Billionaire investor Carl Icahn acquired 82% of CVR Energy (NYSE:CVI) in May 2012 through a tender offer. In an attempt to generate a quick payback on his investment, Icahn hired Jefferies & Company (JEF) to find a buyer for CVR. The failed auction process may have been one of the luckiest accidents ever to happen to Icahn. In January 2013, Icahn sought an IPO for CVR's oil refineries, CVR Refining LP (NYSE:CVRR), valuing his stake at $3.79 billion - an 88% increase over his $2 billion investment.
Refineries make money on the difference between (i) the prices of refined products sold and (ii) the costs of crude oil refined, including transportation and manufacturing costs. The resulting "crack spread" is a measure of the difference between the market prices for refined products and crude oil. The industry also refers to the spread as a company's "refining margin."
All crude oil is not created equal. Brent crude oil is sourced from the North Sea while West Texas Intermediate crude is sourced primarily in the U.S. Brent oil has become the global standard and is used to set gas prices. That said, the quirk for U.S. oil refiners is that their costs of goods sold (crude oil) is determined by WTI crude prices, yet the price at which they sell refined oil is set by Brent crude prices. That said, the Brent-WTI spread is a harbinger of profitability. The following chart illustrates the Brent-WTI spread. The Brent-WTI spread stood at $20 in early February 2013, the highest it had been since December 2012.
Brent oil and WTI have two separate supply/demand dynamics which are causing the differential in prices. Starting in 2010, WTI began to sell at a discount to Brent due to rapid increases in oil, primarily from the Bakken formation in North Dakota and the Eagle Ford shale in Texas. Brent crude is increasing. According to Marathon: Well Run Oil Refiner With More Upside,
Oil prices are being driven higher by a surge in demand by the Chinese, Libya's oil struggles during post-civil war reconstruction, and a cut in oil production by OPEC to the lowest level since May 2011. Also, adding to the surge are geopolitical risks such as the recent terrorist seizure of the In Amenas natural gas field in Algeria operated by British Petroleum (NYSE:BP), Norway's Statoil (NYSE:STO) and Algeria's state gas firm.
Historical Financial Performance
CVR's historical financials reflects the burgeoning Brent-WTI spread.
- Net sales increased from $3.1 billion in 2009 to $7.7 billion through last 12 months ended September 30, 2012 ("LTM0912") - a compound annual growth rate ("CAGR") of 38.9%.
- Operating income grew from $208 million in 2009 to $937 million through LTM0912 - a CAGR of 72.8%.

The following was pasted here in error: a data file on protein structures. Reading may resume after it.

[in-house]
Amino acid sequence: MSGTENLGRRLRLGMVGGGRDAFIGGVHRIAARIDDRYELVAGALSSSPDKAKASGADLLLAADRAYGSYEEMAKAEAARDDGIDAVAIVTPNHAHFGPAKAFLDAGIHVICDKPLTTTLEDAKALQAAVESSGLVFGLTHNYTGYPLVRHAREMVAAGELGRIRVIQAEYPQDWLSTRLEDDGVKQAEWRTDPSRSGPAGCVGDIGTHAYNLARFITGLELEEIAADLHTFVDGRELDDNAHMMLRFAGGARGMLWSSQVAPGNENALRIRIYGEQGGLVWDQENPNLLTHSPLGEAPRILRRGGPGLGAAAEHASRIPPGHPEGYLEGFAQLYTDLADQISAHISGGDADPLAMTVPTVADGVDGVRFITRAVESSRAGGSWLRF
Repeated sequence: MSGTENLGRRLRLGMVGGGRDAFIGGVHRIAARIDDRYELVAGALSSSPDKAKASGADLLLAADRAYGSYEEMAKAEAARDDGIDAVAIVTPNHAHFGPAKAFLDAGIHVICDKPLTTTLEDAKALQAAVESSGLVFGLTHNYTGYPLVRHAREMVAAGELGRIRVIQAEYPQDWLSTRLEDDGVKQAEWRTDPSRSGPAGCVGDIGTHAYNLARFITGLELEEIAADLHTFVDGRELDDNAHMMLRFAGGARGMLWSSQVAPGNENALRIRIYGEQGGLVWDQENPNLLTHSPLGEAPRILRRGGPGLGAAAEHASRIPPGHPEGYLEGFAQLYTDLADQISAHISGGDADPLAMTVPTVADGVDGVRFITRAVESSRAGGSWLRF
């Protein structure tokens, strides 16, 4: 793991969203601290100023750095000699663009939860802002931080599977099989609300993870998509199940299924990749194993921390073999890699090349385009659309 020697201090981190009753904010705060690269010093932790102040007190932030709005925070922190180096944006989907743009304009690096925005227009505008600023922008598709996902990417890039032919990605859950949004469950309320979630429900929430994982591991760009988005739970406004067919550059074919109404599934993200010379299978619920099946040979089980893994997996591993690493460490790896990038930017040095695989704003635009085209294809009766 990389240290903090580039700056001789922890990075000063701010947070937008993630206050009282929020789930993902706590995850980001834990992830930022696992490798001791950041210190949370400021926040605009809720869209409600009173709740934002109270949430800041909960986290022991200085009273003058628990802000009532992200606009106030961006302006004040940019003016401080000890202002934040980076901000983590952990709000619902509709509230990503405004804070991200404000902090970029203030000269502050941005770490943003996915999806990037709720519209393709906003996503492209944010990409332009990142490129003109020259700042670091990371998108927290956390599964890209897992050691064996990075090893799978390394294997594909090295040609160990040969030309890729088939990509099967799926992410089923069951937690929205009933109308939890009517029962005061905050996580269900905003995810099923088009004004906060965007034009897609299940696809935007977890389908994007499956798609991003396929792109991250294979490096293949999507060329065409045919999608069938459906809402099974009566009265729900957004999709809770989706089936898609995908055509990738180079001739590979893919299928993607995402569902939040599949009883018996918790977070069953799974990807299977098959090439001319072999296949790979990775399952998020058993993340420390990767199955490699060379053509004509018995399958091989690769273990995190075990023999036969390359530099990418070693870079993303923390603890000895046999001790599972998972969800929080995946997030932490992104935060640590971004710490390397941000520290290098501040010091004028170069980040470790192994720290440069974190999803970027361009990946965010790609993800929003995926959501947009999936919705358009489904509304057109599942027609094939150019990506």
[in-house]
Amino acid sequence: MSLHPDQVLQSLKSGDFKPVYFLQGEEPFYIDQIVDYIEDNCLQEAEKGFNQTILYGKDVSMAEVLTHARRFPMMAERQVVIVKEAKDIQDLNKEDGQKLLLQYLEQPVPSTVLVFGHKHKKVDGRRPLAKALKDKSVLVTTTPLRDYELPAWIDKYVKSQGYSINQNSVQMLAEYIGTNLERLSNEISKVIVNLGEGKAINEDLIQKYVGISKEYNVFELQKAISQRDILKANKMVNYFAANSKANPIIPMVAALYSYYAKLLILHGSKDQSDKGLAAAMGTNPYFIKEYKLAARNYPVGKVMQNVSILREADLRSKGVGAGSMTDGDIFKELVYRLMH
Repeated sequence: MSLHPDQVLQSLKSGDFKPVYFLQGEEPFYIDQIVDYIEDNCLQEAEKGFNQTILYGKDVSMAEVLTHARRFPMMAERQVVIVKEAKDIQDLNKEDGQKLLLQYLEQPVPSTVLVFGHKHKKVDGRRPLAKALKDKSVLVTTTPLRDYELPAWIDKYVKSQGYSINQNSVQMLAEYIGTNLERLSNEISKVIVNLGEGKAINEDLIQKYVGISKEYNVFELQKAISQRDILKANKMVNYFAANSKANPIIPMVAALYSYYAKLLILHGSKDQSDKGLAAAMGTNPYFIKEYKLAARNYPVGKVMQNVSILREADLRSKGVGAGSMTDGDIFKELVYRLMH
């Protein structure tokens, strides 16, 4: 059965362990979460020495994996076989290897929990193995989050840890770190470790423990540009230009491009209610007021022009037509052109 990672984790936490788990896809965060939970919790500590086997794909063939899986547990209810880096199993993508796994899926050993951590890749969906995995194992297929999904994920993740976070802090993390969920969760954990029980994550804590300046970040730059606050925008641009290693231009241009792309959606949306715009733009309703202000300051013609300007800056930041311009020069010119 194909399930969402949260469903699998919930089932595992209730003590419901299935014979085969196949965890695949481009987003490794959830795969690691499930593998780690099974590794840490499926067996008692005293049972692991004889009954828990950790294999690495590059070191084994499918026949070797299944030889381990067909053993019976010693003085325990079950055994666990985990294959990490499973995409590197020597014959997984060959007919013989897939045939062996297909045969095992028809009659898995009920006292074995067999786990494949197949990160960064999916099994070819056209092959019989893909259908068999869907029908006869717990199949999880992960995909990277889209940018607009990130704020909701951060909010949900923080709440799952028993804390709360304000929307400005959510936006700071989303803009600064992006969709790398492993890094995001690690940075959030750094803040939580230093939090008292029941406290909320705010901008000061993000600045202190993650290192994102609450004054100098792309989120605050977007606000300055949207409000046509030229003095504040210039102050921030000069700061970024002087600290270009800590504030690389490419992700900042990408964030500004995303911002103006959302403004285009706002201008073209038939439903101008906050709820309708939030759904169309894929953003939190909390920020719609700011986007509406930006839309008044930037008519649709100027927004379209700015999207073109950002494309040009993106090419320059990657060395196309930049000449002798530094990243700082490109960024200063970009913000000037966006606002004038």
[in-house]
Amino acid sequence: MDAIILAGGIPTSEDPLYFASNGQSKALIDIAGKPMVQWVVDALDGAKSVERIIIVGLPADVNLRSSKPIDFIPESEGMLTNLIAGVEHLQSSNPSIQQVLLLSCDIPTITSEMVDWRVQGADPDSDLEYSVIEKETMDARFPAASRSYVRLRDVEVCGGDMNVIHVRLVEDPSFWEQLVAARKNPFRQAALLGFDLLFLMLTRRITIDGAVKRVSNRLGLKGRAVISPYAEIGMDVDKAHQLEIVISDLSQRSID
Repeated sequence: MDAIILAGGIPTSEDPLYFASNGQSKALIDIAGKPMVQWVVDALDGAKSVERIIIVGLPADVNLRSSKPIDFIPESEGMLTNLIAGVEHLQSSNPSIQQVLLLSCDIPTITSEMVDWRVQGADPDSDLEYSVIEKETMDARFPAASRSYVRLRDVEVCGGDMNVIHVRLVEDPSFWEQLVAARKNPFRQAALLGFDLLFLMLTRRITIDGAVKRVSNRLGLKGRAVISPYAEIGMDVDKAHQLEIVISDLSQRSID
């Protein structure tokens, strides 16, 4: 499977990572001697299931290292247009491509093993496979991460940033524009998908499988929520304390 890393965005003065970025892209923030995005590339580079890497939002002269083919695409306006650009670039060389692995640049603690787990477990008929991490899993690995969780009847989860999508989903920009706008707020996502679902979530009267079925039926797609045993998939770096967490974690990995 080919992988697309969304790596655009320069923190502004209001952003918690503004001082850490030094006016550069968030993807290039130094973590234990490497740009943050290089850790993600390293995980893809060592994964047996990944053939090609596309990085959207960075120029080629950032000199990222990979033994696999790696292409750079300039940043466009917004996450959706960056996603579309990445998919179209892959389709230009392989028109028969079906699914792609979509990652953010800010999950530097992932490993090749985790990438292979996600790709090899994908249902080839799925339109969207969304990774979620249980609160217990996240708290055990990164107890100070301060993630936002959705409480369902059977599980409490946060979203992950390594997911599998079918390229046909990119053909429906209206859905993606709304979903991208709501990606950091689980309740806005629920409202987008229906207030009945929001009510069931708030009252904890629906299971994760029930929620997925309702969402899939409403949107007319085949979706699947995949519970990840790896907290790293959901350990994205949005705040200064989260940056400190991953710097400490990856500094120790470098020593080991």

- Meanwhile gross margin improved from 18.8% to 21.7% and EBITDA margin improved from 9.3% to 13.7% from 2009 to LTM0912.
Tale of the Tape
The company's gross margin of 21.7% for LTM0912 was the highest among a select group of oil refiners - Valero Energy Corp. (NYSE:VLO), Marathon (NYSE:MPC), Tesoro Corp. (NYSE:TSO), HollyFrontier Corp (NYSE:HFC), Delek US (NYSE:DK), Western Refining (NYSE:WNR) or Sunoco (NYSE:SUN). Its EBITDA margin of 13.7% was matched only by HollyFrontier. That said, not only has the company achieved the double-digit topline growth, but it also boasts the highest operating margins.
The above chart illustrates the price-to-earnings multiples and book value multiples of selected oil refiners. CVR trades at 11.7x trailing earnings and 3.2x book value, above the median of 11.0x and 2.5x, respectively for its peer group. The higher multiples most likely reflects its "best in class" operating margins. That said, its P/E multiple is well below its historical earnings growth rate.
Conclusion - What Icahn Knows
CVR is a best-in-class oil refiner with high operating margins and double-digit topline growth. The dynamics driving Brent-WTI spreads and gross margin improvements are geopolitical risks globally, and rapid increases in oil supply domestically. Brent-WTI spreads will probably not abate in the near term, and Mr. Icahn has so far been prescient in deciding to hold on to his +80% stake in the company. That said, CVR is a long-term buy.
Disclosure: I have no positions in any stocks mentioned, and no plans to initiate any positions within the next 72 hours. I wrote this article myself, and it expresses my own opinions. I am not receiving compensation for it (other than from Seeking Alpha). I have no business relationship with any company whose stock is mentioned in this article.